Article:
Badger Watch

The first time I saw a wild live Badger was in 1987 when I was studying for my A-Levels.  My Biology teacher knew a local farmer that had a Badger set on his land and he would allow her together with students to visit it. When we visited the set on one warm summer evening there was no hide of any kind and it was essential that we kept our distance and remained very quiet. I enjoyed watching a whole family of Badgers including some cubs.

Back then cameras and certainly those with big telescopic lenses were not at all common and were exorbitantly expensive. Despite the lack of photographs to reflect upon from that time the experience has always remained vivid in my memories.

 Badgers have had a bad time of it. Its shocking to think that badger baiting remains a problem in the this day and age. I find the very thought sickening. Then there is the controversial TB issue which has caused more woe to these beautiful creatures with culls in some places and demands for more being regularly publicised  in the news. Roads also have been a big hazard to them. Collisions with cars causing deaths of many badgers .Controversially though some think that a number of the road-kill badgers may not have died in collisions and instead killed maliciously elsewhere and their carcasses dumped on the roadside to hide the real reason.

Most wildlife lovers who know where Badgers are and can be observed without causing disturbance keep the knowledge close to their chest and with good reason.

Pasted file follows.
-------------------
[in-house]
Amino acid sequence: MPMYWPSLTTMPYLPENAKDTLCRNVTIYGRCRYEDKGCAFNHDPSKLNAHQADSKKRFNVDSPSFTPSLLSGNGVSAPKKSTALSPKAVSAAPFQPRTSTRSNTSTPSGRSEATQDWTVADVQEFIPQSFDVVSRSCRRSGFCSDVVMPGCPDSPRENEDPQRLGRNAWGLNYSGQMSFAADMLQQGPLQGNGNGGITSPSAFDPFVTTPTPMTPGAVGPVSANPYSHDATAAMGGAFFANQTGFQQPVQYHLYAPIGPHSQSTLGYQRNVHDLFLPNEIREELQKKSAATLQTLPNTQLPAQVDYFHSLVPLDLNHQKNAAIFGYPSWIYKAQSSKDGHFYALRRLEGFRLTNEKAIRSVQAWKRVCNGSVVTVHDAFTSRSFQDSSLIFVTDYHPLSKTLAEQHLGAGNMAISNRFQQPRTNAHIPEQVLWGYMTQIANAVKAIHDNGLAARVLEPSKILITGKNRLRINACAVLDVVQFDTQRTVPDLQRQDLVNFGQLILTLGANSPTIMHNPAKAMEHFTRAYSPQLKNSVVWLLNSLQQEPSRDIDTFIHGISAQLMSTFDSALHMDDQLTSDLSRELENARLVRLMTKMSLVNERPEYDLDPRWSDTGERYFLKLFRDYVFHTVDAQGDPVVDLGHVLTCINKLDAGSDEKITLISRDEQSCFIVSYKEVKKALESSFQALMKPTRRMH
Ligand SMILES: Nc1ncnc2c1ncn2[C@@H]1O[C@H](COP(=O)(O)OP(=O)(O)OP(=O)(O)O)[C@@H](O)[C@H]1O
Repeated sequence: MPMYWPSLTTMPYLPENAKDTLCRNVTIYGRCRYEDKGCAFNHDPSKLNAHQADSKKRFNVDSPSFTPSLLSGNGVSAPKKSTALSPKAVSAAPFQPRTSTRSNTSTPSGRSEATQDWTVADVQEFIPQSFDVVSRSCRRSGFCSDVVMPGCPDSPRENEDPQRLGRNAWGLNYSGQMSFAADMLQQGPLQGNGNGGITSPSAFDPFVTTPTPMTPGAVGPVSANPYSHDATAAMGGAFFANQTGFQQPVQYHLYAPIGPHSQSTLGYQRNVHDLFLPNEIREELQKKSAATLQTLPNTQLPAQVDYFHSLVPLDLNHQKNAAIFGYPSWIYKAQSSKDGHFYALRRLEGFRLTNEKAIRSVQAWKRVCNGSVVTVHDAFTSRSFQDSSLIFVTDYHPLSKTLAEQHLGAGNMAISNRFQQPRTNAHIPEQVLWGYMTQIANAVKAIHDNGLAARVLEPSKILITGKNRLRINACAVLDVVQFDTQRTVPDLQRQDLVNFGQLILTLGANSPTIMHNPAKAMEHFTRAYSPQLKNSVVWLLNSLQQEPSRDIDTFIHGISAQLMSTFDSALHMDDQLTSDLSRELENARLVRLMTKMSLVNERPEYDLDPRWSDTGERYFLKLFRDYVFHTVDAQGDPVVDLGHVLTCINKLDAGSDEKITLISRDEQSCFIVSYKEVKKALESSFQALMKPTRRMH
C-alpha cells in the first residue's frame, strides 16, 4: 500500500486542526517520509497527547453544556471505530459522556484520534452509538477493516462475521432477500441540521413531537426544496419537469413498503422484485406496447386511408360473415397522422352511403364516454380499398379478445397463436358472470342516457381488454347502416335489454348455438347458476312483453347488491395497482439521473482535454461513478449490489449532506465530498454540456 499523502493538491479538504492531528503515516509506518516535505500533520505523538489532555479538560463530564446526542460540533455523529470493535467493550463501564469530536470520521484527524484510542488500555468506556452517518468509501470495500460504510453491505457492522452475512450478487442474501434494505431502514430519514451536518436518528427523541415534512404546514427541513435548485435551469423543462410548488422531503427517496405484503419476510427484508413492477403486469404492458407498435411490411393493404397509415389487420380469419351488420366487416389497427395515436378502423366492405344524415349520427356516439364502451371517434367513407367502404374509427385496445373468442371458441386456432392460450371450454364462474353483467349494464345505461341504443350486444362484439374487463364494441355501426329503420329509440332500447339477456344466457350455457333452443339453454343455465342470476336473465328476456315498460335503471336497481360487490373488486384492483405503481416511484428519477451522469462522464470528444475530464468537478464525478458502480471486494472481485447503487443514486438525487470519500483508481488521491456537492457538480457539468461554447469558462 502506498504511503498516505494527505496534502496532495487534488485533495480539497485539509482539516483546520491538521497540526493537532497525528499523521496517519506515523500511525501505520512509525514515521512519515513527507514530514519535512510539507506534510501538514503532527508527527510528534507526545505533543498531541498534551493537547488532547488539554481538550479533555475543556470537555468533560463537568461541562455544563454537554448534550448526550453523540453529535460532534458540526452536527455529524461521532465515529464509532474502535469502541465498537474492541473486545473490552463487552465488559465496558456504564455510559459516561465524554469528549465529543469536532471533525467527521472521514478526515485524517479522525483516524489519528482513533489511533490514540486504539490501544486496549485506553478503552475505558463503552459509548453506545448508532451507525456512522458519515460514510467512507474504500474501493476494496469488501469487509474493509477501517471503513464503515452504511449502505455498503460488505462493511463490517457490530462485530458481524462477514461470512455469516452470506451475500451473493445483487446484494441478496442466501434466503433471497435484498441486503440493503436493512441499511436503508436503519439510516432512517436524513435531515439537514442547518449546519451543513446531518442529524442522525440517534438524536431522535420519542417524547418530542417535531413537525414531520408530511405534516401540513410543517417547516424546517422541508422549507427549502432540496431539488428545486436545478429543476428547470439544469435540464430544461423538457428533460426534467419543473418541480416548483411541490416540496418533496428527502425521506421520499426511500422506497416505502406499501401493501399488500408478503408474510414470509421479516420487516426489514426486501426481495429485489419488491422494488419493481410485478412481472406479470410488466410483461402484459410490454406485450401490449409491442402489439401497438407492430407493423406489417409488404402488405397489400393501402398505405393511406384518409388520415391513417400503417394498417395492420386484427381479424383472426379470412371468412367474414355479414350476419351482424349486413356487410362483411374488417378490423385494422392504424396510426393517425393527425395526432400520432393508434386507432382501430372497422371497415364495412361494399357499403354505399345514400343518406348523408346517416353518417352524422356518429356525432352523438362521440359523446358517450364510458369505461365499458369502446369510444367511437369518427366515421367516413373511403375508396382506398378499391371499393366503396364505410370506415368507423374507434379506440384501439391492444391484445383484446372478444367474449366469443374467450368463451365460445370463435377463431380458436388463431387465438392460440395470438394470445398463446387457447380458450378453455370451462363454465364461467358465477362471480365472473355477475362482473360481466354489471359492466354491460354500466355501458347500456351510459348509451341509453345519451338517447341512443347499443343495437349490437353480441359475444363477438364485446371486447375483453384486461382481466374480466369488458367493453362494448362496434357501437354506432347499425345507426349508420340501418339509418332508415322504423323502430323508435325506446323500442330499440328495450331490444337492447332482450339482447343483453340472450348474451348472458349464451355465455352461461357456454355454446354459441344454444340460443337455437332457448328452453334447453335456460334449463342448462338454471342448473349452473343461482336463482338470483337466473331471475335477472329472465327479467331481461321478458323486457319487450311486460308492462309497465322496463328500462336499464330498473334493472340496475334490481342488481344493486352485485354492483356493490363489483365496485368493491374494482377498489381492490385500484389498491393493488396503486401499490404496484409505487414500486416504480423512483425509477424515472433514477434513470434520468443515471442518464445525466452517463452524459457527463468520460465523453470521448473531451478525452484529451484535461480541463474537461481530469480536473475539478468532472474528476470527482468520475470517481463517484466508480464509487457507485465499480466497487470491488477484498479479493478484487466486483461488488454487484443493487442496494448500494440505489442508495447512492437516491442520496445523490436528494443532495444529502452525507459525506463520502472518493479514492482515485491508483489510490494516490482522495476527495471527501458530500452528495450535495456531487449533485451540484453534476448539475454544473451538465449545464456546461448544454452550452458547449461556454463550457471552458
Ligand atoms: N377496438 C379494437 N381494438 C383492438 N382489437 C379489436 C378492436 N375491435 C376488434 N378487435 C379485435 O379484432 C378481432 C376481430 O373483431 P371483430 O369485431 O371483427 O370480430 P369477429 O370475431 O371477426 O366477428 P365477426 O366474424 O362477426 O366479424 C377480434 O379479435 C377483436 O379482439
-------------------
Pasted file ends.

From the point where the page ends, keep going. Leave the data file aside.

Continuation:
By nature Badgers are nocturnal so the chances of seeing one by day are slim. They are shy creatures who have good reasons to be wary of humans especially.

So actually getting to see a Badger and have the opportunity to photograph them is rare. Opportunities to do so don't come up very often.

When my friend Paul Joy invited me to go and watch some Badgers in Wales I jumped at the chance. I am not going to go into detail here exactly where it was. If you really want to know you can personally message me. The location was well protected, managed and the hide was purpose built. It was on National Trust owned land.

We were lucky enough to witness a family of six badgers who ventured out of the set a couple of hours before sunset. They are enticed out a little with peanuts and peanut butter. The practice has apparently been going on for many years and the Badgers are quite comfortable with the hide and people sat in it from a distance. 

It was a truly memorable experience and felt fortunate to see them in good light. No need for use of flash photography of any kind.
I will let the pictures do the talking. The 32 year wait to see live Badgers again was well worth the wait. Many thanks to Paul  it was a truly memorable experience that I wont ever forget.
Foraging badgers

This looked like a young Badger

It was great to see them up close.

They have poor eyesight but their hearing is good.


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